Walk - Stepper Point from Padstow
Walk information provided with help from Natural England. Map reproduced by permission of Ordnance Survey on behalf of HMSO. © Crown copyright and database right 2020. Ordnance Survey Licence number 100022021.
- From The Meadow take the Coast Path northwards, by following the tarmac path through the park to the war memorial, ignoring the steps up to the left.
The path up to the memorial is an easy access route. Wheelchairs and pushchairs can navigate the short route to the memorial.
- At the memorial, continue along the Coast Path and follow it along as it runs above the beach to Gun Point. If you want to go down onto the sand there are numerous small paths leading to the beaches along the way to Harbour Cove, but for this walk, stay with the main path around the dunes.
St George's Well, supposedly off the path above the beach, is one of many holy wells in Cornwall. In early times, sources of water were highly prized, especially by travellers. The Celts and Roman ascribed healing properties to their springs and wells. Saints arriving by sea a few centuries later would have had cause to bless these as welcome drinking fountains.
There is said to be another well, dedicated to St John, near the daymark tower later in the walk. This one is believed to have been marked by a beacon chapel, although nothing now remains of either.
Rather more recent (from the start of the 19th century, in fact), are the ruins of a Napoleonic gun emplacement and fortifications at Gun Point, a little further on from St George's Well.
Looking out across the estuary at low tide, the sand on this side of the water extends almost to Doom Bar. According to a traditional ballad, the Mermaid of Padstow fell in love with local lad, Tom Yeo, who mistook her for a seal (or so he said), and shot her. In the awful rage of a woman scorned, she called up a mighty storm. This wrecked all the ships in the harbour and threw a huge sandbar across the river to imperil all future sailors venturing in the estuary. Look out for her on the rocks at Hawker's Cove.
- From Gun Point the path turns slightly inland around the edge of Harbour Cove until it reaches a small inlet, where a track joins it from your left.
- Turn right to follow the track towards the beach for a short distance, until you come to a small gap in the bushes ahead of you, with the Coast Path acorn waymarker in among the vegetation. Follow the narrow footpath through the bushes, emerging a short while later onto another path which again hugs the shoreline above the sandy beach. Follow the path northwards to Hawker's Cove.
The first Padstow lifeboat, built by the Padstow Harbour Association, was stationed here, before the Padstow branch of the RNLI was formed in 1855. In 1931 a new boathouse was built, and a roller slipway. By 1967 silting up of the river became a problem and the lifeboat was moved to Trevose Head, a few miles to the west.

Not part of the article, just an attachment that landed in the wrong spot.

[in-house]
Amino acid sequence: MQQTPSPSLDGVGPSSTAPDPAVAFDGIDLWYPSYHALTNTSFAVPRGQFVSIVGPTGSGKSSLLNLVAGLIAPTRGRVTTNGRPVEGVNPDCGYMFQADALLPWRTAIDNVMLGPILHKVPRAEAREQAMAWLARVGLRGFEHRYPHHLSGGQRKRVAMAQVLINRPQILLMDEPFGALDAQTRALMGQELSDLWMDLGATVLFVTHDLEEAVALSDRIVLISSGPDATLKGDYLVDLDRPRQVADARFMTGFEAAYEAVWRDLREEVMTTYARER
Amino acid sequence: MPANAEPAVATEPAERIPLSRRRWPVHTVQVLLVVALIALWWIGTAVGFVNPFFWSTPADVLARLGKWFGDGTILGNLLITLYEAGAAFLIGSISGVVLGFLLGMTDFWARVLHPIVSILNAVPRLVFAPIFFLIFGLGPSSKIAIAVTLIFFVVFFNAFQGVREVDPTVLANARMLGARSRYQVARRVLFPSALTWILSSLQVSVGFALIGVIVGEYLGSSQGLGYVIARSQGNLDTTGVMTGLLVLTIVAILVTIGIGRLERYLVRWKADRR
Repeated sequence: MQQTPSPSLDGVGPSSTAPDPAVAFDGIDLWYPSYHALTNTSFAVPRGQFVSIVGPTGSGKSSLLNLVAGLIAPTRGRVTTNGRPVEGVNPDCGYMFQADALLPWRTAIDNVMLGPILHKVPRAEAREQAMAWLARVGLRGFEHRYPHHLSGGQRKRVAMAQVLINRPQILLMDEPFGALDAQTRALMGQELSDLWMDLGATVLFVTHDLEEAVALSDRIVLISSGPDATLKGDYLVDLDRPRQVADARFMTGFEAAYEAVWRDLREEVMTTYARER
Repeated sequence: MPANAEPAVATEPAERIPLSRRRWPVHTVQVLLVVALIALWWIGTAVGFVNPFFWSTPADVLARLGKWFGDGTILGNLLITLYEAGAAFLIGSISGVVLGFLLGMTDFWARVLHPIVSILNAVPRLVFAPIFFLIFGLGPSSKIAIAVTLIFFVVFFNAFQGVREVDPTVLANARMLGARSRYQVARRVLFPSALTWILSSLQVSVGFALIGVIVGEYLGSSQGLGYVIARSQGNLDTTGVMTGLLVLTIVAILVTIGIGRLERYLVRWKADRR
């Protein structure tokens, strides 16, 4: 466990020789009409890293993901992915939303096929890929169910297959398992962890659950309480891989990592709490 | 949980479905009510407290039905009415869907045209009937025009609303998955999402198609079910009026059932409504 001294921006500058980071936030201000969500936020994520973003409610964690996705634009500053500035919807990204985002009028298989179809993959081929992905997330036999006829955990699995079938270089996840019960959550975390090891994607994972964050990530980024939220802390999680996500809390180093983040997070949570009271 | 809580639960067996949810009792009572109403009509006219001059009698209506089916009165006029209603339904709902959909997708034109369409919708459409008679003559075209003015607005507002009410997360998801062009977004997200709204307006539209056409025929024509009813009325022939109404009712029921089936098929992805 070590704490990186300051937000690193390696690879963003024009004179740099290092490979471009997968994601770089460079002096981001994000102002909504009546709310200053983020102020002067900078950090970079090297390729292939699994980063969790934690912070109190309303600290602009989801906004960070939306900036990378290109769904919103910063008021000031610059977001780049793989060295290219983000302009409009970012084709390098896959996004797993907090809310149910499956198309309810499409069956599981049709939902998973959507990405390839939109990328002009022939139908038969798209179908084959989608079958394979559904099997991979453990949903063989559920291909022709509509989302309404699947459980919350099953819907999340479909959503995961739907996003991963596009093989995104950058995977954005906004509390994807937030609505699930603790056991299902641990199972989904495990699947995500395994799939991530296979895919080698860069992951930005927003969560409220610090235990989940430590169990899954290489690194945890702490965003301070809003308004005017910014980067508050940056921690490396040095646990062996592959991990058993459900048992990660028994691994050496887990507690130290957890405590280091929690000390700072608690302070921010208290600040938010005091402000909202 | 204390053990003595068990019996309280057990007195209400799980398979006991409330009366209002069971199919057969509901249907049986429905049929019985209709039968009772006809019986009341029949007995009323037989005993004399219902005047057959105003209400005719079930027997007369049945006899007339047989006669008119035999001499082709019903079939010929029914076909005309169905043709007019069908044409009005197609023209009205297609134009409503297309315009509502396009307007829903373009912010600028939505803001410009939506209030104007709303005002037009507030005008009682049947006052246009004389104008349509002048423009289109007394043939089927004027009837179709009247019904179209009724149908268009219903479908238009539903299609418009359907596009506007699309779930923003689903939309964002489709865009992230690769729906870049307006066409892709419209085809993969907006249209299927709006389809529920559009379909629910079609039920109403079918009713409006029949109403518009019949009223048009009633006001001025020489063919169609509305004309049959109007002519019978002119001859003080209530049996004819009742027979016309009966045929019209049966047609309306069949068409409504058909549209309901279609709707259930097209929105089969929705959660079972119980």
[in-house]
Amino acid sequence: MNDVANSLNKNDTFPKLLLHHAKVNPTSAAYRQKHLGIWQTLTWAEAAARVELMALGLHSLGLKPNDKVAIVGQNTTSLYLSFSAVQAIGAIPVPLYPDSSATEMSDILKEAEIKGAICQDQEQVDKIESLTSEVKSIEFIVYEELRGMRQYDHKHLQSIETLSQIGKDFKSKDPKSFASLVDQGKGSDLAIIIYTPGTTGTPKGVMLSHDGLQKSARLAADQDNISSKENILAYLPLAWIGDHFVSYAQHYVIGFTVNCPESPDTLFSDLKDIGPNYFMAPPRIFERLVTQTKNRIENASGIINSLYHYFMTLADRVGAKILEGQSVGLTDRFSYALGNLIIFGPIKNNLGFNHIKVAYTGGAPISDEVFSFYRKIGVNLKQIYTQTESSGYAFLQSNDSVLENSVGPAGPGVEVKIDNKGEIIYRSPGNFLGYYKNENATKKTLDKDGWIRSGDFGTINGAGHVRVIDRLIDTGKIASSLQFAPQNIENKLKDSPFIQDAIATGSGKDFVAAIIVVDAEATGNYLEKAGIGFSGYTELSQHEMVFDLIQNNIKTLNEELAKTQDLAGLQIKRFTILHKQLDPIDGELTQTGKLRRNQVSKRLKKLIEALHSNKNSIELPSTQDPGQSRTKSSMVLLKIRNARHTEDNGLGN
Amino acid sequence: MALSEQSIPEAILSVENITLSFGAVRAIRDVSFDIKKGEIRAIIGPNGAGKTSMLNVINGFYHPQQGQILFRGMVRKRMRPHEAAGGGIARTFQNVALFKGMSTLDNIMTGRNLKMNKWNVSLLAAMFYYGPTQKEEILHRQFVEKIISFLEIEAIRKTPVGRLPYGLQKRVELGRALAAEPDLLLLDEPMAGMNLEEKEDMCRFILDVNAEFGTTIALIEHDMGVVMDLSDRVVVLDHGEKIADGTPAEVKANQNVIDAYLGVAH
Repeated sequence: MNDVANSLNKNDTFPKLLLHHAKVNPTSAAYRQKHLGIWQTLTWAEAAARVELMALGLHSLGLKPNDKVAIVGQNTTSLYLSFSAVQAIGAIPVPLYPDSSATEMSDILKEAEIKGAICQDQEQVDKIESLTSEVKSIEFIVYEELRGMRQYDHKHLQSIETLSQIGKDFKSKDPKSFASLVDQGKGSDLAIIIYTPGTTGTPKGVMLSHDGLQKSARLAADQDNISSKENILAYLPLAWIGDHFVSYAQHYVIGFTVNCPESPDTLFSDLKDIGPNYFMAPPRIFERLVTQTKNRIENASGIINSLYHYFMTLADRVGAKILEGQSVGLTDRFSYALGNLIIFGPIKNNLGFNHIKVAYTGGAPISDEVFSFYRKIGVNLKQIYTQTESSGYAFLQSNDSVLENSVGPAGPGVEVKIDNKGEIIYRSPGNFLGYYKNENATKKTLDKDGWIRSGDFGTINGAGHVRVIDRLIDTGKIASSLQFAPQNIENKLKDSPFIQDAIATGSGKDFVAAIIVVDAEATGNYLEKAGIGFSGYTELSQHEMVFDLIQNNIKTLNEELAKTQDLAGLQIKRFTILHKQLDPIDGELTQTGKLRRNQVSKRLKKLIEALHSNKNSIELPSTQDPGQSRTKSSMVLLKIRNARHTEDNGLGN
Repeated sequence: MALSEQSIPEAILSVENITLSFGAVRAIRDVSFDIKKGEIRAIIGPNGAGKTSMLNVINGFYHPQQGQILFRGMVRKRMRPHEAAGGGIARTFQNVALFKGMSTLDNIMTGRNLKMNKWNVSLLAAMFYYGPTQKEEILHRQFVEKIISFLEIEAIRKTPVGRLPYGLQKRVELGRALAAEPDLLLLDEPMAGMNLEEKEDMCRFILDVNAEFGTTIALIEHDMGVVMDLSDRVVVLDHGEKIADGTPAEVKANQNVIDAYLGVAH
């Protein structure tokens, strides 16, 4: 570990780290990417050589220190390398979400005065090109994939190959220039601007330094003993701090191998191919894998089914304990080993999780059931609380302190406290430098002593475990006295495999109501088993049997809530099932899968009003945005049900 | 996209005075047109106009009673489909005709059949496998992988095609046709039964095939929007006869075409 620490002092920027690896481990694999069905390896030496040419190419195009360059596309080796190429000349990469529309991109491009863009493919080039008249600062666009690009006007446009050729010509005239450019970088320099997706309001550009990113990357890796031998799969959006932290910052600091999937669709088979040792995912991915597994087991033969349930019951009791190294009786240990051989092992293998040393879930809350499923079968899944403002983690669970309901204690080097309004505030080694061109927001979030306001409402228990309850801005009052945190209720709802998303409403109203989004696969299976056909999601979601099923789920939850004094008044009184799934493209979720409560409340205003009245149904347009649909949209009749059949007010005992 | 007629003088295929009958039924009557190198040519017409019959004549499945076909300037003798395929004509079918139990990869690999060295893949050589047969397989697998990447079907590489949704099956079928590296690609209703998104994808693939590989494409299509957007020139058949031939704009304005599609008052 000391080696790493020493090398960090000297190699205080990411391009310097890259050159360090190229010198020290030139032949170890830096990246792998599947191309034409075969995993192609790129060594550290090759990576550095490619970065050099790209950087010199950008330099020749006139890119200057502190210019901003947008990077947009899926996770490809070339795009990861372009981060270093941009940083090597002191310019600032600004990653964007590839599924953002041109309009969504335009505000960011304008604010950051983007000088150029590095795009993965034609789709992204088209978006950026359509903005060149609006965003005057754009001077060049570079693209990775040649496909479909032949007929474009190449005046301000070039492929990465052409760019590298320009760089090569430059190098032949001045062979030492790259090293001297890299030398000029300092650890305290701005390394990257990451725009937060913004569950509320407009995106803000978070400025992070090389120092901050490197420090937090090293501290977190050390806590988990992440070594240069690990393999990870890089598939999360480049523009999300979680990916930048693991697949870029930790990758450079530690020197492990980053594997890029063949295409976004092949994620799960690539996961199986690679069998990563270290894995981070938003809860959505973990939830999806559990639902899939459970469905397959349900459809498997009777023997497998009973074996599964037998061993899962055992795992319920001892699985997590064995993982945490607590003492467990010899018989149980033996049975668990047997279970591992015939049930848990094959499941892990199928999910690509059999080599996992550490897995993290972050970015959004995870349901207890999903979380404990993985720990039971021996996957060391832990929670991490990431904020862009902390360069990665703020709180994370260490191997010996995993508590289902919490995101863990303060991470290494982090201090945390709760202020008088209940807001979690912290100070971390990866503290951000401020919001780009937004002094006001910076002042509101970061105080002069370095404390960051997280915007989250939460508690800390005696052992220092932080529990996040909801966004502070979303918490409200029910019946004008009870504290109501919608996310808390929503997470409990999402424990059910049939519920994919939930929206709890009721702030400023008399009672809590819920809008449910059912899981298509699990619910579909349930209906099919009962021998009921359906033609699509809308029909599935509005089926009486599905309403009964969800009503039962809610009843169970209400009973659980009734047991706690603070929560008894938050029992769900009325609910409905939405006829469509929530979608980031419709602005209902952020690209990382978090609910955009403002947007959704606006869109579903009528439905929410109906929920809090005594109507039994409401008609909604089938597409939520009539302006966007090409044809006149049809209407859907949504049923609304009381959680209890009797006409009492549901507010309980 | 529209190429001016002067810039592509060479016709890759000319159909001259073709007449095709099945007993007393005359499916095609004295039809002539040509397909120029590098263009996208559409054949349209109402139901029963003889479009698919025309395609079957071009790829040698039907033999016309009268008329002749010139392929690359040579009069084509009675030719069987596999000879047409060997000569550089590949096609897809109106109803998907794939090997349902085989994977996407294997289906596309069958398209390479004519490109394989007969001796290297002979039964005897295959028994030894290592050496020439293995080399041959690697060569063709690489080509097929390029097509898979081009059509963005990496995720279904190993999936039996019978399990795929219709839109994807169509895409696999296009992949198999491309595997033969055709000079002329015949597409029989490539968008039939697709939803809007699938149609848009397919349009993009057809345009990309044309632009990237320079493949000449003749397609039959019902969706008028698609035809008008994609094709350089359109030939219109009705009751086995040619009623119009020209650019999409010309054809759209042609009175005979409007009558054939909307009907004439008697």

- Ignoring the road to your left, follow the Coast Path waymarkers between the houses until you are on the footpath on the far side of the settlement. Carry on along this towards the point.
- At the quarry, a path joins from your left. Ignore this and carry on along the Coast Path as it heads uphill to the point. Carry on along the path around the point to the daymark tower.
At the quarry, the other path to the left, heading uphill, leads to the lookout station and a World War II pillbox beside it. If you walk this way, the path continues over the headland and will return you to the main path at the daymark tower.
The daymark tower was built, probably in the early nineteenth century, as a maritime navigational aid, designed to guide sailors into the River Camel.
From flint tools found on the headland it appears that people lived in this part of Stepper Point as far back as 6000 years ago, and possibly even earlier.
The dramatic headland at Stepper Point marks the entrance to the Camel Estuary and features prominently in the opening episodes of Poldark.
- Carry on along the Coast Path as it heads south above the sea, dropping downhill, until you come to the place where it turns sharply left around a rocky cove.
As you walk along here you will hear the hollow boom that tells of caves in the rock below your feet. These are carved out by the sea, which exploits weaknesses in the rock The sea then enlarges them with the power of its waves as they wash around the cave. Sometimes these collapse, leaving a sinkhole. Pepper Hole, Butter Hole and Fox Hole along this part of the coast were formed in this way. Note the other dramatic rock formations caused by wave erosion here.
- Leave the Coast path here, forking left to the track ahead and turning right on this track. Follow it around to the left shortly afterwards to join the road at Lellissick.
- Turn right on the road and then pick up the track on your left a moment later. This will lead you quickly back to 4, at Harbour Cove.
On the far side of the inlet take the track to the right and follow it back to Padstow, dropping onto the road southwards at Tregirls Farm. Ignore the tracks leading away on both sides shortly afterwards. When you come to the houses, follow Tregirls Lane around to the left as it becomes Church Street and then turn right down Duke Street to reach the centre of Padstow again. Walk around the northern side of the harbour, take the Coast Path northwards, up the ramp, to the start of the walk.
There are numerous restaurants, pubs, tea shops and takeaways in Padstow.